Posted by RNB in Bakersfield, CA on August 6, 2008 at 10:27 AM (PDT)

11

===It’s simple: If you don’t like products offered in the App Store, don’t make a purchase.===
Posted by RNB in Bakersfield, CA on August 6, 2008 at 10:27 AM (PDT)

Normally I would agree. But since there is no system in place for demos and even developers themselves are restricted somewhat with their beta testing, we have to rely on Apple to show some common sense when it comes to apps. Right now, peer reviews are the only way we know about how good an app is. And if an app has few reviews, you basically have to crap shoot and hope its an app worth the money. But it shouldn’t be up to the customers to weed out the bad apps.

Posted by Dale Reeck on August 6, 2008 at 10:49 AM (PDT)

12

This is my last post on this subject today, I promise!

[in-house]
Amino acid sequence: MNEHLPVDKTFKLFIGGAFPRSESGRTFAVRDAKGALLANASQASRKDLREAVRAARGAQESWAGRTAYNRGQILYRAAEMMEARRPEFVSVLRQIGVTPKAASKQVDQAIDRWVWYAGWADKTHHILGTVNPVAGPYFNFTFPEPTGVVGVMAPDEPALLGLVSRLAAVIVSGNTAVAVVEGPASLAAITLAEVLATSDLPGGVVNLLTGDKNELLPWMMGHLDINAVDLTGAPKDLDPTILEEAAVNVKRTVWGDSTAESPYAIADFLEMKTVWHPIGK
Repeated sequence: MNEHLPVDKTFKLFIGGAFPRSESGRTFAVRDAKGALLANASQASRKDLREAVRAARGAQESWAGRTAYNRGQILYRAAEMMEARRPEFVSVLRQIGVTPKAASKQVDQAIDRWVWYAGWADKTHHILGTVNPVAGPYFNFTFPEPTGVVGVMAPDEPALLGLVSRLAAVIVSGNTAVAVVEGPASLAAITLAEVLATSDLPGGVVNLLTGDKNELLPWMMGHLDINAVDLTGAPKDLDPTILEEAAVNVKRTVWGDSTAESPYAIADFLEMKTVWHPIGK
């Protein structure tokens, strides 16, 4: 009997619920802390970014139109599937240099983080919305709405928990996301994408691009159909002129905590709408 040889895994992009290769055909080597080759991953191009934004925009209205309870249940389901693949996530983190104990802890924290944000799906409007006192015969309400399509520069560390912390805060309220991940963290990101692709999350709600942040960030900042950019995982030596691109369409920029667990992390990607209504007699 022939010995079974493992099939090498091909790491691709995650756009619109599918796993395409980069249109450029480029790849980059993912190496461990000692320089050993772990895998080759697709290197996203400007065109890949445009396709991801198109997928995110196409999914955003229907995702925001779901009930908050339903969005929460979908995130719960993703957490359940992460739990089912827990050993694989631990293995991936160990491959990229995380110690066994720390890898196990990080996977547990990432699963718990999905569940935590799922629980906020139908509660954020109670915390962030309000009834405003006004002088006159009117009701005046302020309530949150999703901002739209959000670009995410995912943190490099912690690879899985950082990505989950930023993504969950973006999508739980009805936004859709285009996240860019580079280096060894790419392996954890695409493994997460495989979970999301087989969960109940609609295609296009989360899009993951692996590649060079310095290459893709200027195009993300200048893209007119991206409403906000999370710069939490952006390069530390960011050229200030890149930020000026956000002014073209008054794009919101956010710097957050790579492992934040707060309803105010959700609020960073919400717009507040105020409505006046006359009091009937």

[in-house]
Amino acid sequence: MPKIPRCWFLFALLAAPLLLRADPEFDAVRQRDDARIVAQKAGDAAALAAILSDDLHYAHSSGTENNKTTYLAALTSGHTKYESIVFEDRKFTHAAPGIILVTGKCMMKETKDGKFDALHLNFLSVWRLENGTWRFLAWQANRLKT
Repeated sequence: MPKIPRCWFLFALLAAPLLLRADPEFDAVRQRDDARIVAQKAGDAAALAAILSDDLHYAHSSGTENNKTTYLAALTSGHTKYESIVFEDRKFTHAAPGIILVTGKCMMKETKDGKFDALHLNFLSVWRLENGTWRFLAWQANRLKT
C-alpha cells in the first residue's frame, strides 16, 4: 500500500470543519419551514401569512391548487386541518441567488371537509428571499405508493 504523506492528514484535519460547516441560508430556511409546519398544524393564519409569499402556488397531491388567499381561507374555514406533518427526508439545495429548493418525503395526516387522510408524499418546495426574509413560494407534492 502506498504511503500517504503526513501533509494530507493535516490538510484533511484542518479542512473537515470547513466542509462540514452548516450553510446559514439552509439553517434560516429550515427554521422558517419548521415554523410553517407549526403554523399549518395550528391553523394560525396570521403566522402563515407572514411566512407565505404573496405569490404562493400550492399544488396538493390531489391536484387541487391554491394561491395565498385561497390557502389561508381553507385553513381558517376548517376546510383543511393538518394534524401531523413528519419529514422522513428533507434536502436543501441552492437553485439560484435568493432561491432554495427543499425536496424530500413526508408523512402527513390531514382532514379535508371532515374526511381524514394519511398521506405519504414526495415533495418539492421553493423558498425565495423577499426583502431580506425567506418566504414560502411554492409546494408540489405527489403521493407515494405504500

Ok first off, I didn’t say they were a monopoly because of them “being on the leading edge of technology.”  I said the app store is a monopoly because it’s the only place on the planet you can legally buy an application for the iPhone or iPod Touch with Apple’s blessing.  Secondly I agree if you disapprove of an app, don’t buy it.  That’s not even the point I was trying to make.  My point is Apple gave an actual useful app (Box Office) the boot with out a warning or a reason.. Yet they allow a junk app like I Am Rich in the store that doesn’t do much of anything but costs a bundle.  My point of the get go is Apple has a strange screening process that doesn’t seem to have it’s bottom line in anyone’s best interest, even their own.  This in the end doesn’t just hurt us, it hurts everyone but the shmuck that makes $999.99 per click.